Green Party requests government to let Iraq war resister stay
uring the recent federal election, in a packed room in the basement of the Parkede United Church in Calgary, a veteran of NATO operations in Bosnia and leader of the Libertarian Party Dennis Young told Chuck Wiley, one of the Iraq war resisters, that he should ignore the critics who call him coward. Young said in front of the huge crowd that what the resisters did takes courage.
Later in the election campaign, Liberal MP and frustrated leadership prospect Bob Rae confirmed the support of his party for allowing US conscientious objectors of Iraq war to take up permanent residence in Canada.
The Green Party urged the Minister of Citizenship and Immigration Jason Kenney to stop the deportation proceedings against the US Iraq war resister Cliff Cornell whose proceedings were moved to December 19th. The Party also requested the government to implement the motion adopted by parliament on the 3rd of June in order to allow all war US Iraq war resisters the right to apply for permanent resident status.
During the English-language election Leaders’ Debate, Prime Minister Stephen Harper also acknowledged that the war against Iraq was a complete error. In a rather surprising reversal, he said that it is absolutely clear that the evaluations of weapons of mass destruction were incorrect and so they are not sending anyone to Iraq.
Green Party Leader Elizabeth May said that the Green Party demands that Canada adopts the United Nations Handbook of Refugees which clearly states that soldiers who refuse to take part in wars that are condemned by the international community must be considered as refugees.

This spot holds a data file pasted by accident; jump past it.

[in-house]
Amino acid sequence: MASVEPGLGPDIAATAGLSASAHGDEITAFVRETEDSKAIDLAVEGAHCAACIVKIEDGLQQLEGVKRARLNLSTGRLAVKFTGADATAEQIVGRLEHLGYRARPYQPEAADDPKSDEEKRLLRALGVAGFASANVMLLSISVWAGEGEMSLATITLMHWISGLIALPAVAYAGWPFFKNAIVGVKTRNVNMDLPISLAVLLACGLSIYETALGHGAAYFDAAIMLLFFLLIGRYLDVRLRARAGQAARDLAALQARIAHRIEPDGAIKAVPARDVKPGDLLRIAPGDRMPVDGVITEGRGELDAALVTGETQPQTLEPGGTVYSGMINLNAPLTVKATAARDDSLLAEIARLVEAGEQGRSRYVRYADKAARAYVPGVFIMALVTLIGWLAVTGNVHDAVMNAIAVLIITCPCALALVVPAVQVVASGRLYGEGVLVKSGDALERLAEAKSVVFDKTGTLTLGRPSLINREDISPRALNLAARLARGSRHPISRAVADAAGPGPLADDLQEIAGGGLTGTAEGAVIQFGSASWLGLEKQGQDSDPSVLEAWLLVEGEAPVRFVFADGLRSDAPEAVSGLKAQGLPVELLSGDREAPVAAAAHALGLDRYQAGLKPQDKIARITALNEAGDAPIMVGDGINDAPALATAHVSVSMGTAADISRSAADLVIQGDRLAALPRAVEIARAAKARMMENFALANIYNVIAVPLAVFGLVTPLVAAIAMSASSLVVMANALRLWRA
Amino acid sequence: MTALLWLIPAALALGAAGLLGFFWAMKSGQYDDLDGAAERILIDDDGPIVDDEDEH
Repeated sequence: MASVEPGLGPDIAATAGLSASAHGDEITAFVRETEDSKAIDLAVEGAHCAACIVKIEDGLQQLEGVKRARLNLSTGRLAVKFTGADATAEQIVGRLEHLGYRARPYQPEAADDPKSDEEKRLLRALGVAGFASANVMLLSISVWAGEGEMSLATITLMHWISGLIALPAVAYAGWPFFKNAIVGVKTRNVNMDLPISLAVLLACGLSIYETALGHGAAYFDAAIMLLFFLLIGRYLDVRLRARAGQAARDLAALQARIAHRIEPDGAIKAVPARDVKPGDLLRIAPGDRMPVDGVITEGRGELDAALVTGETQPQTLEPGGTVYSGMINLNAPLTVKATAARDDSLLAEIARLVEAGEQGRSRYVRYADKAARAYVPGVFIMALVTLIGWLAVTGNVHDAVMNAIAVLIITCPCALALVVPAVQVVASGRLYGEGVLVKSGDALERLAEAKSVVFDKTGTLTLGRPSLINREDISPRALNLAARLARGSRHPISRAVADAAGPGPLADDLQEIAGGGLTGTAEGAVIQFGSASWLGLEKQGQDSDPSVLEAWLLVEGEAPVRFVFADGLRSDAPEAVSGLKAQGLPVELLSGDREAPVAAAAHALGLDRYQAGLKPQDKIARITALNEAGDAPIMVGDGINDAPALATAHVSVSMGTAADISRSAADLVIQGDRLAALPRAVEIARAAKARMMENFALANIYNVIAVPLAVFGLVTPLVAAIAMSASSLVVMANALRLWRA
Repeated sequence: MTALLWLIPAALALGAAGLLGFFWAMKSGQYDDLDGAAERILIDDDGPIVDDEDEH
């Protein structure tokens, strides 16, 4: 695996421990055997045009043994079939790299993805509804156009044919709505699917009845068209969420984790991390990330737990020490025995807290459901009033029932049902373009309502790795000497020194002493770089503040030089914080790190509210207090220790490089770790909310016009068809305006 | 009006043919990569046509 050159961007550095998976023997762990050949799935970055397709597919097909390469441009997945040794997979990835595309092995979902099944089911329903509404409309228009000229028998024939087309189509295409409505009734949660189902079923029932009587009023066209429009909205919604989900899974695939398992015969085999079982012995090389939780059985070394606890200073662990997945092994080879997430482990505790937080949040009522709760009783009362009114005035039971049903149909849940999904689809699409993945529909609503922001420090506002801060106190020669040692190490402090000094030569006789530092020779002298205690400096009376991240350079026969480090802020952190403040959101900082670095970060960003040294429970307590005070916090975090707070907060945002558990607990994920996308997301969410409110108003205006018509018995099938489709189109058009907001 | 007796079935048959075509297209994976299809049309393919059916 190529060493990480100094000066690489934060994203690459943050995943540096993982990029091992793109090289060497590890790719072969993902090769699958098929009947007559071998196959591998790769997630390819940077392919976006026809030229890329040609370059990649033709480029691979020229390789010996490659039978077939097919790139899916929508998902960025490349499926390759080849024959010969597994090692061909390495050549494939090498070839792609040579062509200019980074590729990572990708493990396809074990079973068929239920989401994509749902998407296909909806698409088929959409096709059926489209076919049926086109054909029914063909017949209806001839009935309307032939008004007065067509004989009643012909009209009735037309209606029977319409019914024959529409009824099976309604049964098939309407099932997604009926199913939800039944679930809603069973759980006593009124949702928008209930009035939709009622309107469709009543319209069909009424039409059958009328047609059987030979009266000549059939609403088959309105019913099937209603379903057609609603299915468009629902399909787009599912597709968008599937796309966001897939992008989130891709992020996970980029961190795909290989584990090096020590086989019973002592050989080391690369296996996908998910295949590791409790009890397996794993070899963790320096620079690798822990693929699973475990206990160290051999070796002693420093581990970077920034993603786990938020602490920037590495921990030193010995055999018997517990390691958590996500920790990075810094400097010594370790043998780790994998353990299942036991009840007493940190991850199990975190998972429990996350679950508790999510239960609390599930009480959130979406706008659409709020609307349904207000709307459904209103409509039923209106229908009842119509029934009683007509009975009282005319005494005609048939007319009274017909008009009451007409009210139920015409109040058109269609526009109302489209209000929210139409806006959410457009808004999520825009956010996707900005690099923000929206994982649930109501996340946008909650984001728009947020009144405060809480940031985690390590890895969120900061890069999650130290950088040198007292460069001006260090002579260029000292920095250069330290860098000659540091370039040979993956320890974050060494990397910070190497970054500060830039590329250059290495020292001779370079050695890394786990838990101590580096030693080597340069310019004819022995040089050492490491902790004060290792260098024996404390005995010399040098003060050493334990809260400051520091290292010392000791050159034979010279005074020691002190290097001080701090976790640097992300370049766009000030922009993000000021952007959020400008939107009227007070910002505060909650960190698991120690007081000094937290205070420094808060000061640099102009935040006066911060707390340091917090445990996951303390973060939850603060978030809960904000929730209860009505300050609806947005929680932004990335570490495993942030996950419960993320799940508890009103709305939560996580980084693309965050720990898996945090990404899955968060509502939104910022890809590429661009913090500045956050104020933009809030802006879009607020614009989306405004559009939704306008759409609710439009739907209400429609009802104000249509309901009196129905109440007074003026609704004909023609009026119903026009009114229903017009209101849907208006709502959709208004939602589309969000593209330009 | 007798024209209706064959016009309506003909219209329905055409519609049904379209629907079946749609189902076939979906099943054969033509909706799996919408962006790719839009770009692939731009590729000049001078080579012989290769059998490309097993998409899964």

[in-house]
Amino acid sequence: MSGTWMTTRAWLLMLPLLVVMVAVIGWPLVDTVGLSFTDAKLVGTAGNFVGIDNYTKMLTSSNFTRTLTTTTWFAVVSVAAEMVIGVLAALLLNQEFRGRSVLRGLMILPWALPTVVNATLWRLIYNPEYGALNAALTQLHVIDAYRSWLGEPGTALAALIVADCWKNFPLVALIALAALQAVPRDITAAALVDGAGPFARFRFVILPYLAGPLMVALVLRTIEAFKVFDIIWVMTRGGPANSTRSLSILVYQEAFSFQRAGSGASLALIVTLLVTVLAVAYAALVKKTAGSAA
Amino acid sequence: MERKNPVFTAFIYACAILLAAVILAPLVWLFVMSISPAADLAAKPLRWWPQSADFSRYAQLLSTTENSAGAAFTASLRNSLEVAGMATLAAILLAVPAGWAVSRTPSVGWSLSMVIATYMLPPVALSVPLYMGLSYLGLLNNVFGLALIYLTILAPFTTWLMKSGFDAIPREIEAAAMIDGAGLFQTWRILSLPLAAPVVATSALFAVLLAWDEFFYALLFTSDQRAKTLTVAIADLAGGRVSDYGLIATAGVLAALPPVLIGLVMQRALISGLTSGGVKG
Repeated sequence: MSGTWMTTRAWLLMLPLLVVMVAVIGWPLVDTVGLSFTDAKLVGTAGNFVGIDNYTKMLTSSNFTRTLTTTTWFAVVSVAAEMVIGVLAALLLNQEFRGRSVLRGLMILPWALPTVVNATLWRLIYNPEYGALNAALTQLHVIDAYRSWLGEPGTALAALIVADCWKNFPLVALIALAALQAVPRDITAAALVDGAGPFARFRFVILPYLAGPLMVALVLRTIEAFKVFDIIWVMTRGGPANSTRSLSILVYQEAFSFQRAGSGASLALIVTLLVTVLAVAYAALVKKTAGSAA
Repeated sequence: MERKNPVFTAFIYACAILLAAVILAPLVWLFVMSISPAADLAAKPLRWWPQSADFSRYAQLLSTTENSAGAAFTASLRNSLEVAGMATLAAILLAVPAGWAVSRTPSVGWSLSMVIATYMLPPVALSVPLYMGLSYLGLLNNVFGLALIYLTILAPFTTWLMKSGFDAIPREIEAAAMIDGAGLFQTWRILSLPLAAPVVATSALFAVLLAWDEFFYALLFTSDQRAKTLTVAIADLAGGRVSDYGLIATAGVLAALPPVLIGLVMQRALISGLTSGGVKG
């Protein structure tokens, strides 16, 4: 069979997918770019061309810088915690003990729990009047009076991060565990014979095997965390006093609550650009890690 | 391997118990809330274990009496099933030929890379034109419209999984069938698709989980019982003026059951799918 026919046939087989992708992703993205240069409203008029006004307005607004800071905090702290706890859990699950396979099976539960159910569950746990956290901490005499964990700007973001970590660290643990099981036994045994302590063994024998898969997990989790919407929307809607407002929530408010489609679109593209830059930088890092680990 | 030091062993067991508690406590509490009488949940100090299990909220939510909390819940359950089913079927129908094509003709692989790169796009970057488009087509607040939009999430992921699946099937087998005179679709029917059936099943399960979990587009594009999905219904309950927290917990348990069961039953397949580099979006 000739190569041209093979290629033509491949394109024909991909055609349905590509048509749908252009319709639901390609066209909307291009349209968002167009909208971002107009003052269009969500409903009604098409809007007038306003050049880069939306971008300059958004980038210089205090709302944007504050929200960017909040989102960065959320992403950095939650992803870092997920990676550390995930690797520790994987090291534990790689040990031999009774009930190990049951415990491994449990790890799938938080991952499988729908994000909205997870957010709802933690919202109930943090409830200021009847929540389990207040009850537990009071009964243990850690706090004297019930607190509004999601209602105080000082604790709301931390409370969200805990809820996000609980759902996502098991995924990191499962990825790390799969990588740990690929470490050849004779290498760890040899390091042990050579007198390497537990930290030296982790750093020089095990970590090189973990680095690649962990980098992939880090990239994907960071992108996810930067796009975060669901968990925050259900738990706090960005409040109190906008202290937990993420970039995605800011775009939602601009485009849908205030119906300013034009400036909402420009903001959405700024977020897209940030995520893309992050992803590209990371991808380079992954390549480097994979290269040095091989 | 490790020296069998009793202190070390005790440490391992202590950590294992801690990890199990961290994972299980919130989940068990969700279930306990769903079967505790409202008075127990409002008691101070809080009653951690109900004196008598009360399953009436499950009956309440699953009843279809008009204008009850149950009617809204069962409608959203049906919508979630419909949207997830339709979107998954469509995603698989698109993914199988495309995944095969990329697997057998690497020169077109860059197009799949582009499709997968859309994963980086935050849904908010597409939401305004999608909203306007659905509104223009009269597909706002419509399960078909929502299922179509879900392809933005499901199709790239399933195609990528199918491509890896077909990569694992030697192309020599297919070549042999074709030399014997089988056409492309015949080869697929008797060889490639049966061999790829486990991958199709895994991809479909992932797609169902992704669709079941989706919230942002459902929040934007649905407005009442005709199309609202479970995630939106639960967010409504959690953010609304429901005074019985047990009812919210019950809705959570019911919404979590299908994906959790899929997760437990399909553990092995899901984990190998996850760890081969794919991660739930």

Did soldiers like Cornell really enlist on the basis of a ‘fraudulent contract’, or did they simply change their minds regarding the war? What about the 17-year veteran of the military- Chuck Wiley? Wiley served proudly for so many years and wasn’t a part of the so-called poverty draft. Was he really tricked into service by the Government of the US? Well, it seems unlikely.
The contract issue if central to this discussion, as May suggests, but libertarian scholar Walter Block thinks that this is a case of what he calls ‘contract fetishism’ and it misses the bigger point- wars of aggression are morally wrong.
Block said that these things are far more important than mere contracts for libertarians- property rights and non aggression axiom. He added that if the contracts are compatible with these two building blocks of libertarianism, then there is nothing wrong with the contracts.